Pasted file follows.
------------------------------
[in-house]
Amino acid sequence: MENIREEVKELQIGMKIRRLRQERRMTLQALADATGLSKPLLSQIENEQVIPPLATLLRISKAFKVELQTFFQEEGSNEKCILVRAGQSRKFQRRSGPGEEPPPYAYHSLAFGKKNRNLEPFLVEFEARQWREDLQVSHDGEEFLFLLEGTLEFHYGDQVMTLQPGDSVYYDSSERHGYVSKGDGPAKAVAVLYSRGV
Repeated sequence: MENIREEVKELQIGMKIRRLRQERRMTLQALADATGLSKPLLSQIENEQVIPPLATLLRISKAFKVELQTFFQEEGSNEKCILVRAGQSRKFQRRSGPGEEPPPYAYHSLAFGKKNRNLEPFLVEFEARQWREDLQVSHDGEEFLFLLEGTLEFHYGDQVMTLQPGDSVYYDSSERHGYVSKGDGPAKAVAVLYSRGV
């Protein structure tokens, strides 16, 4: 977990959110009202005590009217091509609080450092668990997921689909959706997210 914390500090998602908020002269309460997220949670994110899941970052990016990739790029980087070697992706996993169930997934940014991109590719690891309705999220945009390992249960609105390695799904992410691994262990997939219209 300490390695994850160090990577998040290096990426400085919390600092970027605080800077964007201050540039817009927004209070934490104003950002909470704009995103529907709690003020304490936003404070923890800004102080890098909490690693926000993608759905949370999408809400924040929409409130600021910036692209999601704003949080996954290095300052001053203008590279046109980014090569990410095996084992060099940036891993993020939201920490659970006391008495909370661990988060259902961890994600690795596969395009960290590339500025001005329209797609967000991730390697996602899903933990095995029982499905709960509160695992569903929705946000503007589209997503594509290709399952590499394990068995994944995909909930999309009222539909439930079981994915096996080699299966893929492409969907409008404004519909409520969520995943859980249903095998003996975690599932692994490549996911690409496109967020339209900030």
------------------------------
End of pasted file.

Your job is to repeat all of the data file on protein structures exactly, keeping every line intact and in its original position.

[in-house]
Amino acid sequence: MENIREEVKELQIGMKIRRLRQERRMTLQALADATGLSKPLLSQIENEQVIPPLATLLRISKAFKVELQTFFQEEGSNEKCILVRAGQSRKFQRRSGPGEEPPPYAYHSLAFGKKNRNLEPFLVEFEARQWREDLQVSHDGEEFLFLLEGTLEFHYGDQVMTLQPGDSVYYDSSERHGYVSKGDGPAKAVAVLYSRGV
Repeated sequence: MENIREEVKELQIGMKIRRLRQERRMTLQALADATGLSKPLLSQIENEQVIPPLATLLRISKAFKVELQTFFQEEGSNEKCILVRAGQSRKFQRRSGPGEEPPPYAYHSLAFGKKNRNLEPFLVEFEARQWREDLQVSHDGEEFLFLLEGTLEFHYGDQVMTLQPGDSVYYDSSERHGYVSKGDGPAKAVAVLYSRGV
């Protein structure tokens, strides 16, 4: 977990959110009202005590009217091509609080450092668990997921689909959706997210 914390500090998602908020002269309460997220949670994110899941970052990016990739790029980087070697992706996993169930997934940014991109590719690891309705999220945009390992249960609105390695799904992410691994262990997939219209 300490390695994850160090990577998040290096990426400085919390600092970027605080800077964007201050540039817009927004209070934490104003950002909470704009995103529907709690003020304490936003404070923890800004102080890098909490690693926000993608759905949370999408809400924040929409409130600021910036692209999601704003949080996954290095300052001053203008590279046109980014090569990410095996084992060099940036891993993020939201920490659970006391008495909370661990988060259902961890994600690795596969395009960290590339500025001005329209797609967000991730390697996602899903933990095995029982499905709960509160695992569903929705946000503007589209997503594509290709399952590499394990068995994944995909909930999309009222539909439930079981994915096996080699299966893929492409969907409008404004519909409520969520995943859980249903095998003996975690599932692994490549996911690409496109967020339209900030």